The ‘Moneyless Economy’ for Video Production


Video clips shot at Avalon might have suffered from budget and time restrictions, and there was very little funding available for TVNZ employees shooting on location, but independently produced music videos were typically made entirely for free. Bands called in favours from filmmaking friends, who in turn bartered and borrowed equipment, crew, and access to facilities to get clips completed. In the absence of proper funding for videos, a “moneyless economy” emerged, a loose infrastructure that enabled directors access to what they needed. Bands often approached film students, who could use their school’s equipment and facilities, and who were willing to work for free for the benefit of the experience. Other directors were on the dole or only partially employed, with time on their hands and affiliations with their local music and filmmaking scenes. A lot of film – through various informal networks – made its way out of TVNZ news cans and into the hands of filmmakers, and equipment and facilities were also made available to filmmakers by long-running film co-operative Alternative Cinema, as well as TVNZ.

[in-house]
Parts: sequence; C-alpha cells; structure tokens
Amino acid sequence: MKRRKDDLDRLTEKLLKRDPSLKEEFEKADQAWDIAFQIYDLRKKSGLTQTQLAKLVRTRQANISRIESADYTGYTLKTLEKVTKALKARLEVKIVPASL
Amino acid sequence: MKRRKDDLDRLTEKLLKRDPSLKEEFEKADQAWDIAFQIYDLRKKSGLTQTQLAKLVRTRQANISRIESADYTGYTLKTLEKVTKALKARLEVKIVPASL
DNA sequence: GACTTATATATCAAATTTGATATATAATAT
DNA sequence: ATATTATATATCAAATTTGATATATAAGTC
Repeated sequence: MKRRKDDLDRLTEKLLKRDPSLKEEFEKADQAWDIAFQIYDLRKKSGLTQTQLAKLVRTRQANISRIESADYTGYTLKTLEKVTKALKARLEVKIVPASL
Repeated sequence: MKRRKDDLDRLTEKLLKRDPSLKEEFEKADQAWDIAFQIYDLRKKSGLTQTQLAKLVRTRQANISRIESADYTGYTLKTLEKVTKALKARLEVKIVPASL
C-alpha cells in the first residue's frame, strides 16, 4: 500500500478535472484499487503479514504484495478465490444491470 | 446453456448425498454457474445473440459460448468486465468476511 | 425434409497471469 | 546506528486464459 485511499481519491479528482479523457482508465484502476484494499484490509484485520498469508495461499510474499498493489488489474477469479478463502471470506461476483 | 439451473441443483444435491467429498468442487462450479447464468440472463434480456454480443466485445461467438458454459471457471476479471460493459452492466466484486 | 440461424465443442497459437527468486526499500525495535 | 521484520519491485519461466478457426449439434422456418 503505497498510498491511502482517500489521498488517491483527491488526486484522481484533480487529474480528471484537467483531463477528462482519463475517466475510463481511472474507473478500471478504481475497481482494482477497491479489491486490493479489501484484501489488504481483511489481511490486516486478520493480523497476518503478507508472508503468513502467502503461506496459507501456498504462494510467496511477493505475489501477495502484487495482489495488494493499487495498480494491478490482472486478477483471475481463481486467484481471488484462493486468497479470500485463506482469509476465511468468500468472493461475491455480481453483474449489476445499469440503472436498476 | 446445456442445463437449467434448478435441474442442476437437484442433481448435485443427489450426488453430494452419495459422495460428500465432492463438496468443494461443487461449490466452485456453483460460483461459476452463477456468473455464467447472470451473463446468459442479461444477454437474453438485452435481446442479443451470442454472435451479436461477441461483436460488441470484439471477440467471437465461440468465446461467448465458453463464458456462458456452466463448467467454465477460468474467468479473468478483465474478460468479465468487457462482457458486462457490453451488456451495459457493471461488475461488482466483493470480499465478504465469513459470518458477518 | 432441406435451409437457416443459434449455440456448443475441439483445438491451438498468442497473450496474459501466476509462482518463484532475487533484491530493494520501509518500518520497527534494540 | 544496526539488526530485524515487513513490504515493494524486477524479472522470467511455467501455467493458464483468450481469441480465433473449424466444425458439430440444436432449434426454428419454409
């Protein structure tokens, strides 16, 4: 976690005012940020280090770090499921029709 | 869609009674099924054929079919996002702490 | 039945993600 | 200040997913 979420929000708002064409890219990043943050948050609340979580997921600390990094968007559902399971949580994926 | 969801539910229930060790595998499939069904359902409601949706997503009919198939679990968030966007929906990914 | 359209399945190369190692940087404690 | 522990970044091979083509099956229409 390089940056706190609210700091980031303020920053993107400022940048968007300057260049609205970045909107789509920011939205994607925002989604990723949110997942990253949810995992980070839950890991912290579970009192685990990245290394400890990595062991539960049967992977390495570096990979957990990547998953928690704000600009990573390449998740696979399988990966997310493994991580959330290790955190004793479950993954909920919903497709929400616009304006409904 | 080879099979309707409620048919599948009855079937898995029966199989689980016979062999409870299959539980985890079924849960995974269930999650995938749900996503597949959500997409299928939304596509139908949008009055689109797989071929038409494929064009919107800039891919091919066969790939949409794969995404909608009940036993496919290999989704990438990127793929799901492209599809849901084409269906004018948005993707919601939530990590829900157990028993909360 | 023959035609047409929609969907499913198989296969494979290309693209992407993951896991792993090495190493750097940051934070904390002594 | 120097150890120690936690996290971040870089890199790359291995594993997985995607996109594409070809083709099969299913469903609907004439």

Keith Tannock: A full roll of film was 400ft, 10 minutes. So [in TVNZ news] you might shoot half of that on a news story. So sometimes [music video directors] got ends of films; they had to beg, borrow and steal to get it. Most of what TVNZ shot back in those days was on a CP16, similar to the Bolex. Everyone used them in the 1970s and early 1980s. They were developed for the Vietnam War, solid, shoulder-held, mobile, heavy but pretty rough and pretty tough. 

Stuart Page: My mother had met this young chap when she was working at Ballantynes [in Christchurch] and somehow, she introduced him to me because he was a camera guy at TVNZ doing news and Country Calendar. In those days they used to shoot everything on 16mm reversal film and I got to meet him and told him that I was going to do this music video and he said, “come up to the thing”. I went up there and they had these rooms where they would load their magazines and stuff. I walked in and he said, “go into that room over there and there is a whole stack of cans of short ends. Pick them up and walk out and don’t tell anybody.” If they shot 200 feet they could cut the 200 feet off and put it in the can and they never used it again. They couldn’t afford to have a fuck up – like if someone would fog it accidentally and the other guy didn’t know or whatever – you can’t go out and shoot this news story with the fogged film – they always used a new can. All those short ends would just build up and then they turfed them. So I had this unlimited supply of film. I can’t even remember his name but I am indebted to him – there was almost too much film there in a way.